Vegetables in Your Violets

It seems that as our free time has decreased and our yards have gotten smaller, our desire for homegrown fruits and vegetables has actually increased. The fun way to pursue this is to take a traditional ornamental garden approach by first considering color, be it leaf, flower, or even fruit, and then planning for the joy of the harvest. After considering which colors work well together in the garden, narrow down the plant possibilities even more by noting what your family will eat and what plants are suited for the conditions of your garden. The following are some color palette ideas and some great vegetable and flower combinations to get you started.

Good Greens
Any flower works well with green, but think about using annuals with big, bold flowers like zinnia, petunias or geraniums.

  • Asparagus is a perennial, so it comes up every year. The foliage is light, airy, and tall and looks great as a backdrop for the garden.
  • Oh my, the many varieties and types of leaf lettuce will give you plenty of options. These are generally quick crops, but the leaf colors are amazing. You should start them from seed and create a short, colorful edge hedge. Look for varieties with colors from chartreuse to medium green, but also consider types with burgundy or red in the leaves for contrast.
  • Kohlrobi is an exotic looking plant with green leaves and a light green bulb stem that tastes like cabbage. It is a favorite in European gardens for its wavy leaves.
  • Swiss Chard has sizeable leaves on colorful stems that come in shades of red, yellow, white, and even a rainbow variety that includes purple. Growing and caring for chard is relatively simple.
  • Pole beans grown up a pole or a tripod of branches provide a nice focal point to the garden. These beans have white flowers, but the beans themselves can be green, yellow or even purple. Scarlet runner beans have bright orange flowers.
  • Big, shiny green bell peppers can really brighten up the garden. Peppers can also be found in shades of purple or dark chocolate.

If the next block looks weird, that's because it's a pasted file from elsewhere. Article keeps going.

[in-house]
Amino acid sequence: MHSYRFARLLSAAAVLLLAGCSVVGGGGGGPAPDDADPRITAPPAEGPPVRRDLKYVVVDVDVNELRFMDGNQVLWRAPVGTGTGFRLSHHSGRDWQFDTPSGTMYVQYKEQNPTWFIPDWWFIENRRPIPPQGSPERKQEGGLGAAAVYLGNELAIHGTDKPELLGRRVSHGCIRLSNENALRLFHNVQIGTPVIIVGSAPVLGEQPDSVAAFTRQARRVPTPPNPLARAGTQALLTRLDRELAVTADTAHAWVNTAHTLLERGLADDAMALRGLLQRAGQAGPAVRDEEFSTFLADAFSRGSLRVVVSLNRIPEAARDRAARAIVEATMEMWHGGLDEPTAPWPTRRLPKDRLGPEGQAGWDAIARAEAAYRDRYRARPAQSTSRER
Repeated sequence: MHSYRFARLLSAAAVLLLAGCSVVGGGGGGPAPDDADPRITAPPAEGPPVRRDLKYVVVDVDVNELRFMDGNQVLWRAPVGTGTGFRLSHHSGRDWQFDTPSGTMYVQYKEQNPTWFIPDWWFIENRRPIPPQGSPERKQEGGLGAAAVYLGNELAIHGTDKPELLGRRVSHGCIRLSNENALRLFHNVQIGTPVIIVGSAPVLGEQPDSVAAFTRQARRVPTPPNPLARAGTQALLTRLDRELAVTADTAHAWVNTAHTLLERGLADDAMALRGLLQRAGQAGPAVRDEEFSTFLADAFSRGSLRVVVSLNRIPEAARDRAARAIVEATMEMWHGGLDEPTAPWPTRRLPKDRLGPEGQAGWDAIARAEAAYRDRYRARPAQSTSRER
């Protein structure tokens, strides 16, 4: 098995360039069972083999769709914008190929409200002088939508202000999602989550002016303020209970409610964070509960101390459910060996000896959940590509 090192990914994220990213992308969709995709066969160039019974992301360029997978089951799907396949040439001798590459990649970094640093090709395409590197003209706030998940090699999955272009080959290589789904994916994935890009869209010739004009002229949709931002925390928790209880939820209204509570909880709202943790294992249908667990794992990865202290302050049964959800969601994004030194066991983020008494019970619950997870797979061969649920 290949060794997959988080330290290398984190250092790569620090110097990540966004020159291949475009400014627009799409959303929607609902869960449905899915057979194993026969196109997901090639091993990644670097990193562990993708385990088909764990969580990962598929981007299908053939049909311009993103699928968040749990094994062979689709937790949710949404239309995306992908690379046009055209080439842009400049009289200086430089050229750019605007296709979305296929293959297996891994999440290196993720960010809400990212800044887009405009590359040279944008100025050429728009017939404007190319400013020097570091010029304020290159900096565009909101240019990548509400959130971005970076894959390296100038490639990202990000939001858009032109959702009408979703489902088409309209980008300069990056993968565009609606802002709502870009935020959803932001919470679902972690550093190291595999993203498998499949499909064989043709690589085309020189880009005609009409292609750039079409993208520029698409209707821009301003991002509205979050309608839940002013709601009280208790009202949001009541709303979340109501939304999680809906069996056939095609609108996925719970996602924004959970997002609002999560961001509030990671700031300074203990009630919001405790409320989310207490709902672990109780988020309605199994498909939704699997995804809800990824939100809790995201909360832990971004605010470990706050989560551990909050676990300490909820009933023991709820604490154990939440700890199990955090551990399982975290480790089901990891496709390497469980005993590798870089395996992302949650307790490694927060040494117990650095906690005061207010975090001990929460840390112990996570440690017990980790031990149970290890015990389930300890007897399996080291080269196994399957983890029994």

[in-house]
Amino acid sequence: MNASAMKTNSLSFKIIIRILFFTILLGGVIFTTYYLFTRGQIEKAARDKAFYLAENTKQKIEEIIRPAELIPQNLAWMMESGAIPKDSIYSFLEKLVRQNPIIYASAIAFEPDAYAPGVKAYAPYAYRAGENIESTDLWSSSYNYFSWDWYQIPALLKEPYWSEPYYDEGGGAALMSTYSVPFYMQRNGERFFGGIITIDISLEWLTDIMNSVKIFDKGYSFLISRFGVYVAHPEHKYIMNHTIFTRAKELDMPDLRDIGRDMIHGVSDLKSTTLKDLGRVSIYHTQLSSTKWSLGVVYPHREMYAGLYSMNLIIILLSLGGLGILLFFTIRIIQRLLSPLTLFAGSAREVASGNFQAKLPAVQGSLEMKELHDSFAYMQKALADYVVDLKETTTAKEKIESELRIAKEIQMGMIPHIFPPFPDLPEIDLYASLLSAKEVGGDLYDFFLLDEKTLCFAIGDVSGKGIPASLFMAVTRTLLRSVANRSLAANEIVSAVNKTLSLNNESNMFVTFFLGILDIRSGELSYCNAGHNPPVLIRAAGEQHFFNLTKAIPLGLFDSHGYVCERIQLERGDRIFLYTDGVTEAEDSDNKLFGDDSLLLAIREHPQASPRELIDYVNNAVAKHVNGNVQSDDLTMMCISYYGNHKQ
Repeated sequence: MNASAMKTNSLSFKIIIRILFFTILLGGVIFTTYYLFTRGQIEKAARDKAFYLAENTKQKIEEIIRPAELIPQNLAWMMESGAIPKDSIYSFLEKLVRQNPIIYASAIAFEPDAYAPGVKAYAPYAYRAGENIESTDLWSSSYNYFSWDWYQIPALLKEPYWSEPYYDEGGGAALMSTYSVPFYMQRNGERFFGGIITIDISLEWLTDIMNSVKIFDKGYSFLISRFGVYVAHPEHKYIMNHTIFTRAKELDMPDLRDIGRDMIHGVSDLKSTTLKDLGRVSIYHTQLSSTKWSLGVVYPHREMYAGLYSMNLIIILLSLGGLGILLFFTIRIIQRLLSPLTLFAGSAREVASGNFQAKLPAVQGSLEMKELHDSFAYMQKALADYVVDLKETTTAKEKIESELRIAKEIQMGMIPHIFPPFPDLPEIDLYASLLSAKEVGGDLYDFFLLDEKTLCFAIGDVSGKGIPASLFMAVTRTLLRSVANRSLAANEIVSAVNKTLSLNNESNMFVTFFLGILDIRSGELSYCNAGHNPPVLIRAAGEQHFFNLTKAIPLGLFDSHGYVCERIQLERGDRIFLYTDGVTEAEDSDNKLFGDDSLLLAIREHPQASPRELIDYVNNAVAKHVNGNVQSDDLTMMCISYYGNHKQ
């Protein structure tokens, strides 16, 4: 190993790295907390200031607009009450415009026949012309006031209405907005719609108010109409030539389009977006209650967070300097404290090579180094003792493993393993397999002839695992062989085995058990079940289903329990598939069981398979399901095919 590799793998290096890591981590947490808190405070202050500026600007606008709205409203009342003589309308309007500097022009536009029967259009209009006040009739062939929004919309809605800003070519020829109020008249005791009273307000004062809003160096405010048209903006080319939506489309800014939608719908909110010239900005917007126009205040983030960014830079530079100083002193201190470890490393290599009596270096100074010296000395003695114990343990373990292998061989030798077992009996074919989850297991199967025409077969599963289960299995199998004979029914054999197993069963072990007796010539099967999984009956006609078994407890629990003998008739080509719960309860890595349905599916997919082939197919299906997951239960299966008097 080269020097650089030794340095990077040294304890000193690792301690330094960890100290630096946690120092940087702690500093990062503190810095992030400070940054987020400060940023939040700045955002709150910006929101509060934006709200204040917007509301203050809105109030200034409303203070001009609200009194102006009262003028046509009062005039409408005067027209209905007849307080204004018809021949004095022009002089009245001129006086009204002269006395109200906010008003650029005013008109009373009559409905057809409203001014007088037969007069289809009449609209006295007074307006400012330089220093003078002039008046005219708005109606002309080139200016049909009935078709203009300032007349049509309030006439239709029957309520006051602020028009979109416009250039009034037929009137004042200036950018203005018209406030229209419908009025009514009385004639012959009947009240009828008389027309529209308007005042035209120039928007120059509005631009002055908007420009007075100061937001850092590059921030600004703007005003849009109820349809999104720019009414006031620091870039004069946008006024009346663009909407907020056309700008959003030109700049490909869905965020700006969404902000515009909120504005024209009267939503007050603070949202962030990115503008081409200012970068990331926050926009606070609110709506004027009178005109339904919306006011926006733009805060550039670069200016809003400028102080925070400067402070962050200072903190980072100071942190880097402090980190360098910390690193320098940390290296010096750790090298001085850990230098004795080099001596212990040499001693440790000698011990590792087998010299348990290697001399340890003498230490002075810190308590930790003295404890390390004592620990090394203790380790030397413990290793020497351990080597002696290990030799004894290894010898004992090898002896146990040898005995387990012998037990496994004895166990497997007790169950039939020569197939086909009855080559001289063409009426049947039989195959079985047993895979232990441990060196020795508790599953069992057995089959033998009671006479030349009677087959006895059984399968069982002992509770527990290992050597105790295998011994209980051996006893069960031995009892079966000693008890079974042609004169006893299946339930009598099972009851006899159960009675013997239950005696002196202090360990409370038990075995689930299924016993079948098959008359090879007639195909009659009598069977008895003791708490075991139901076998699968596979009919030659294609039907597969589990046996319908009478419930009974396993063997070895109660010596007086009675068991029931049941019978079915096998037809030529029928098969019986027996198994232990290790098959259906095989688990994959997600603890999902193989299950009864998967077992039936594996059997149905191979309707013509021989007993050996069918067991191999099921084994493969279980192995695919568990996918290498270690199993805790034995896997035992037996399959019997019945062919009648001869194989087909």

Hot Colors
Red, orange, or yellow flowers like red salvias, yellow or orange marigolds, even coreopsis, fit this color scheme.

  • Rhubarb is another perennial option and in addition to large green leaves it has vibrant red stems.
  • Tomatoes aren’t just for eating. Depending upon which variety you pick, the fruit can add bright reds, oranges and yellows to your garden. Most will need a cage to keep them upright and to allow for easy picking of the fruit.
  • Okra, a member of the hibiscus family, has creamy white or yellow flowers and also pods that can be very interesting too. On both the green and red varieties, the leaves are green, but on the red variety the stems and fruit are burgundy red.
  • Peppers in red, orange and yellow can add heat to your garden in more ways than one. Be careful when handling the small ornamentals as the capsaicin in these peppers can get onto your skin and before you know it your eyes will be burning because you’ve inadvertently touched them.

Cool Blues and Purples
Cool color flowers in blues and purples work beautifully, such as ageratum, violets, light pink begonias, or even roses.

  • Cabbage can be amazing in the garden, with its big blue, green or even purple leaves, especially when flanked with great blue and white flowers.
  • Eggplant should be grown with light-colored flowers to draw attention to the shiny purple fruit. Eggplant fruit is also available in white, green and orange.
  • Cardoons and artichokes have long growing seasons and their foliage is incredible. Both have large, silver-gray serrated leaves and like thistles, the leaves have small spines that can hurt if they become lodged in skin. With a little patience the plants will start to flower and the flower buds can be eaten.

Keep in mind the needs of your chosen plants, be it sun or shade, or dry or moist conditions. Generally, vegetables and fruits need a lot of sun, so consider the sunniest spot of the garden. Don’t forget to leave space around plants that constantly produce fruit, such as tomatoes or peppers, so that there will be room enough to walk around to gather the harvest. If you plan accordingly, you’ll be left with an incredible garden display, not to mention a colorful tasty meal that is just as pleasing to the eye.

Barbara Arnold is green corps coordinator at Franklin Park Conservatory.